Sunday, November 21, 2010

The Stepmother's Lament

If, in my younger years, I had written a list of things I never thought I'd be, "a step parent" would probably have been on it. Not because I ever had any real beef with my step parents, but because the reality of being on the other side of that fence was just not one I could envision for myself. But then I fell in love with a man with children, and the rest, as they say, is history. The thing is, that even after knowing his boys for over four years now, they still kind of seem like strangers to me.

The step parent's world one filled with blurry boundaries and mixed emotions. I want to know them better (they're cool, interesting people) and be more "parental" with them (whatever THAT means), but I don't know how to go about it. First off, they're boys, and that whole thing is just foreign to me. They're world of video games and skateboarding and general boy-ness is not one in which I feel welcome. Second, our house clearly does not feel like "home" to them, no matter what their father and I do to make it feel so. Third, it is clear that we have a lot more rules, structure, and expectations here than they're used to at their mom's house, and most of these are my creation, so I almost always feel like the warden instead of the mom.

When they're here, which is roughly every-other-weekend (less frequently for the 16 yr. old), I am vaguely uneasy during the whole visit--like I don't know what to do with myself. And then when they leave to head back home, I feel guilty for not being more involved with them during the weekend. It's a cycle that repeats itself with little exception.

Something that makes this whole thing even more guilt-inducing is that BH is an absolutely, totally involved stepfather to The Geej. It's pretty amazing. Granted, he's been a part of her life in some way-shape-and-form since she was 15 mos. old, and there's no other father she's splitting her time with, so the circumstances are quite different. He's told me that he feels like her father, which absolutely melts my heart. He wants to legally adopt her. She calls him her dad. And because of all of that, the rules are clearer. He is, ostensibly, her father and can (and does) act accordingly.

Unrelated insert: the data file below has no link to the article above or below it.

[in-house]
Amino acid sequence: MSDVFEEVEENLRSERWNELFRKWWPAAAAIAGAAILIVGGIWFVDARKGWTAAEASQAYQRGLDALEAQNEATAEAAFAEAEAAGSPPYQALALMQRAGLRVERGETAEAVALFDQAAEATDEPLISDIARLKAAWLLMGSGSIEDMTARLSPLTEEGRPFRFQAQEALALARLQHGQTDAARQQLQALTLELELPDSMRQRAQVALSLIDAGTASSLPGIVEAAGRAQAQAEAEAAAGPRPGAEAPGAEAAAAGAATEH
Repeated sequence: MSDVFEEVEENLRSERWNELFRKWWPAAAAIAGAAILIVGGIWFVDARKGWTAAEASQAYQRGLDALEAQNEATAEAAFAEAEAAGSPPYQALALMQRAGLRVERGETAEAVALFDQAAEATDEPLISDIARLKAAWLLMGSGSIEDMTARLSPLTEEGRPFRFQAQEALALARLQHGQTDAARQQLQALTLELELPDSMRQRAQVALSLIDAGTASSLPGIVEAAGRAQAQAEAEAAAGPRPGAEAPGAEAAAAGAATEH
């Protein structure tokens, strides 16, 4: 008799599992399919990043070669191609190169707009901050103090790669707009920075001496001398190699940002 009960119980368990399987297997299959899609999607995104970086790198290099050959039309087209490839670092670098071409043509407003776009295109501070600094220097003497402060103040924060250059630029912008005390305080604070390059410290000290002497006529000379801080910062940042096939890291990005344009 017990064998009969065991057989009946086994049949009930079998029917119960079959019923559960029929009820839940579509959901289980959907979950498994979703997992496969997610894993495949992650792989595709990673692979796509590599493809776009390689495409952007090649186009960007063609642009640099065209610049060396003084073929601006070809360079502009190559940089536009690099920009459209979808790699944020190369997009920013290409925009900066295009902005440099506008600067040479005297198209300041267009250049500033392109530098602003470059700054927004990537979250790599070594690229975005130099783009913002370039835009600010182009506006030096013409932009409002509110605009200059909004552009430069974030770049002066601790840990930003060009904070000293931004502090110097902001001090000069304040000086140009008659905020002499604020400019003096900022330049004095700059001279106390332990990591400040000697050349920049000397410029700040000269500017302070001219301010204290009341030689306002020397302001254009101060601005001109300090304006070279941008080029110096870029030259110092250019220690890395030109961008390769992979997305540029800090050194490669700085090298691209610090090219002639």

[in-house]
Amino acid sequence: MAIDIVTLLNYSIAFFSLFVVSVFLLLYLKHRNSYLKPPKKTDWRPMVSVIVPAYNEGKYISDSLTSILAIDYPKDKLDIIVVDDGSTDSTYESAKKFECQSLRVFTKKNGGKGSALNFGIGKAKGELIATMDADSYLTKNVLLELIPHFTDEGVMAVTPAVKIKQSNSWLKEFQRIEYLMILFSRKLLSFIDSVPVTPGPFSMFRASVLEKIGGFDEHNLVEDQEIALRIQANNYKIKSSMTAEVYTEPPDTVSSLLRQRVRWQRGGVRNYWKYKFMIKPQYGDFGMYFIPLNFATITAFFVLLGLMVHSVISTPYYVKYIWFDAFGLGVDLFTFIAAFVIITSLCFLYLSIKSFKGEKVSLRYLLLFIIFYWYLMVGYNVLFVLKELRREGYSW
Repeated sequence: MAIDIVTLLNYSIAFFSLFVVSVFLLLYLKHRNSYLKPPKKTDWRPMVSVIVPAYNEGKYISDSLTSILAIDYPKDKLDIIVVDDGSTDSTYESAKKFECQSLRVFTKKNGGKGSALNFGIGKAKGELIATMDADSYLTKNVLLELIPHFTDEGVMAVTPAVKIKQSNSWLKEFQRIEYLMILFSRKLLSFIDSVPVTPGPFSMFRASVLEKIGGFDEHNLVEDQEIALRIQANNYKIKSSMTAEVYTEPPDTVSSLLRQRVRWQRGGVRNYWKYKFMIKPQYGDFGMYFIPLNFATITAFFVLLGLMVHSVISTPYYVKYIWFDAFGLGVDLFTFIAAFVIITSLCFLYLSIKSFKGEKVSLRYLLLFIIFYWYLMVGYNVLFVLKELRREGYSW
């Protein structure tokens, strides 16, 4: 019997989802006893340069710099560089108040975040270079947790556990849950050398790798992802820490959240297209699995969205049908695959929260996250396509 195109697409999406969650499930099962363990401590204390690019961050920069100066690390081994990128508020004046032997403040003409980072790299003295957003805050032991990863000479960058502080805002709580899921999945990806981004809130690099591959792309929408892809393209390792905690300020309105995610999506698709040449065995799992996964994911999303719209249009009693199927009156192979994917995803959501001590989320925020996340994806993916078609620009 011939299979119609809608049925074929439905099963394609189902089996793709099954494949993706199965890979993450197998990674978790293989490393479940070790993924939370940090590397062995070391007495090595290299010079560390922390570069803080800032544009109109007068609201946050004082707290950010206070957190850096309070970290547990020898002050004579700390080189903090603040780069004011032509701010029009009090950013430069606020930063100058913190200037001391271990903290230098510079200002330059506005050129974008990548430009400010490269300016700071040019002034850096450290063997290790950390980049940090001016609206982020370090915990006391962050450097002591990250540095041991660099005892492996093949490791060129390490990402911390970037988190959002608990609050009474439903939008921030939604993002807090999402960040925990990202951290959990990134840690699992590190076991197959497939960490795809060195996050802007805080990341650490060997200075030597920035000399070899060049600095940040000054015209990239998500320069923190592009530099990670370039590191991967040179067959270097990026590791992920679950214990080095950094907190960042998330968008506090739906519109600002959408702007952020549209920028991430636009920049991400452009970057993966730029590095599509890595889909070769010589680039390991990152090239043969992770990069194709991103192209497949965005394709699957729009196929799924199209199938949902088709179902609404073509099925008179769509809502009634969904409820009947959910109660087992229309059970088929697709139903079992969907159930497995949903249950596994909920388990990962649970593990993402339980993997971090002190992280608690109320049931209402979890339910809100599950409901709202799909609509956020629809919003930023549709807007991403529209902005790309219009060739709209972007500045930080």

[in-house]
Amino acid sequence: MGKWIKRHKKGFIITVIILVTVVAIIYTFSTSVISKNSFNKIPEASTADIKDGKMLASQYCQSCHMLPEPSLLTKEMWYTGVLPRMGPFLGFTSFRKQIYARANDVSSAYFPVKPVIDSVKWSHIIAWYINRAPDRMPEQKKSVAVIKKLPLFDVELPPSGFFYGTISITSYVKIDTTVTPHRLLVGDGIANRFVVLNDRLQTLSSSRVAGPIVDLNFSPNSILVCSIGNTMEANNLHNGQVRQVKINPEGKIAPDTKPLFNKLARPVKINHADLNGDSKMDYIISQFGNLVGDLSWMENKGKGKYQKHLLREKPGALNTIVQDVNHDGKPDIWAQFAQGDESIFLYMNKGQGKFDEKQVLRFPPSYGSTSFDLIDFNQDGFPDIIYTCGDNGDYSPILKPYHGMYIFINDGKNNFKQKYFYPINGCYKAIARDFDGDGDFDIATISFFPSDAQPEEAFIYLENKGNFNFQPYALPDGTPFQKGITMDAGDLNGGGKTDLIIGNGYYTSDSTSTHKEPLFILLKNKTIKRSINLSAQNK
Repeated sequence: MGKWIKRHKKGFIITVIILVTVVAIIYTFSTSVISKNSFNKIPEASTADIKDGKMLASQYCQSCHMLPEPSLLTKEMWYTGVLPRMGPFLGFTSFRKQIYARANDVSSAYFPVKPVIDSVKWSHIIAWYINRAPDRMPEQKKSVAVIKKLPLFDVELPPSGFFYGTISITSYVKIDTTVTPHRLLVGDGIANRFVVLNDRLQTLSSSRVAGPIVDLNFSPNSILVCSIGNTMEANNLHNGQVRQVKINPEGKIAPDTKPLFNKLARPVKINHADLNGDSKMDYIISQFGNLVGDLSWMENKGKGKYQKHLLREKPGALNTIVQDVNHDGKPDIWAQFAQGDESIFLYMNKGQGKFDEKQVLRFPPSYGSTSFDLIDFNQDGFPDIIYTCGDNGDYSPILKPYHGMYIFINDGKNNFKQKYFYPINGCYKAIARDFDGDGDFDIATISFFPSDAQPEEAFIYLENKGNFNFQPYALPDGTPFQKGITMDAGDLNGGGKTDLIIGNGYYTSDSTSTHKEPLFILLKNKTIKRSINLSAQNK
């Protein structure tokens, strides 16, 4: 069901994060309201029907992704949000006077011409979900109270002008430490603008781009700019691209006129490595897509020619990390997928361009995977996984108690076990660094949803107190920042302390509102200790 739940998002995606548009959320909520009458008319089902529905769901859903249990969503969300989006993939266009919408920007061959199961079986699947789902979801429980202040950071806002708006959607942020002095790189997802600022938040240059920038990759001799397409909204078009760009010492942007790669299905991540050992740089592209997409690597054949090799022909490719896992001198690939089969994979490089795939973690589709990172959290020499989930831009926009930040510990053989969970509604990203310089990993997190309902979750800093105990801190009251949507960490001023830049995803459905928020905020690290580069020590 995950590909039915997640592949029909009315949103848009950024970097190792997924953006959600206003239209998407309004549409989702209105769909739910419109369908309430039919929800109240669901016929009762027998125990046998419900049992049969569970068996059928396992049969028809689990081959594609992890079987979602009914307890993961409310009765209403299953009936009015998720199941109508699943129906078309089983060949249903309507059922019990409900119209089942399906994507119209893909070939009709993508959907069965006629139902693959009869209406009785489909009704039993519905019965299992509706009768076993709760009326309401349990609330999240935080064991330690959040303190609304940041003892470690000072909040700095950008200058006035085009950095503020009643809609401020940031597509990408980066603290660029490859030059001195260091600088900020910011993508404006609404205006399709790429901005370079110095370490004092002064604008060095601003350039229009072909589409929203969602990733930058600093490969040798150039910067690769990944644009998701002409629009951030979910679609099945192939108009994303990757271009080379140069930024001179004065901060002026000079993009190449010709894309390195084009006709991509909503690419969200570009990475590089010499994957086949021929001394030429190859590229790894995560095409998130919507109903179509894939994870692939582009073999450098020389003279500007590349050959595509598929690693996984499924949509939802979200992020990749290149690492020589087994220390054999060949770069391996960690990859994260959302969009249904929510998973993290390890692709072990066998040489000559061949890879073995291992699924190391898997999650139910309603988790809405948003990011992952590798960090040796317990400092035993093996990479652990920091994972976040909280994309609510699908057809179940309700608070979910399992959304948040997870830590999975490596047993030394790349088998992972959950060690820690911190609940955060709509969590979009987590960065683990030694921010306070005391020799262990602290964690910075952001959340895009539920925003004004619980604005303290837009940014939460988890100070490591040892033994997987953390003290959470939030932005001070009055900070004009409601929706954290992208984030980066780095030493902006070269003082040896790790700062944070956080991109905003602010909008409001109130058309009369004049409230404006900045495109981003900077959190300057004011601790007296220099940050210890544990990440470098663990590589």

But I am the stepmother in the stereotypical meaning of the word. Their dad moved away from Colorado to be here with me and my daughter. Then they're mother uprooted them and moved them away from the only town they'd ever known, and to Bryan/College Station (of all places). Closer than Colorado, granted, but still 2 hours from their dad who used to be a few blocks away from them . They have every right to resent the fuck out of me for being the root cause for the total upheaval in their lives and the subsequent adjustment difficulties they've both experienced--the teenager, especially. I'm not saying that they DO blame me, but I certainly wouldn't blame them if they did.

They've just left to head back home, and I'm deep in the whole "guilt" part of the cycle. BH will drive them for an hour to a designated meeting place, and then they will get in their mom's car and head home. Luckily it won't be 2 weeks until they visit again--they'll be back for Thanksgiving. I'm not sure how or what I can do to make my time with them more meaningful and less awkward. Let me know if you have any advice.


Lumberyard said...

I have never been a stepparent nor have I had any stepparents so anything I am saying is just a crazy stab in the dark.

So my opinion…

Most important- Let yourself off the hook. Relationships take time to grow. Especially this kind. Don’t discount the fact that much of what is called family bonding happens with the day-in day-out of growing older/up with our loved ones under the same roof. So in this situation (coming every two weeks) it should be par for the course that it would take longer especially if the children are older and not bound to their adult caretakers the way little ones are.

I think with any relationship that is important it starts with unconditional love. The everyday subtle actions that convey, “our house is your house.” “My concern for you is unlimited.” “I will love you with the same love I show anyone in my life, etc, etc.” None of this means you have to be something different. You are who you are.

Be yourself and you will be fine. Hold these relationships with an open palm. Love unconditionally. Expect nothing in return. That’s all you can do and the rest will sort itself out.

Karla May said...

Thank you, Lumberyard. (I feel weird calling you Lumberyard. Perhaps L-yard?)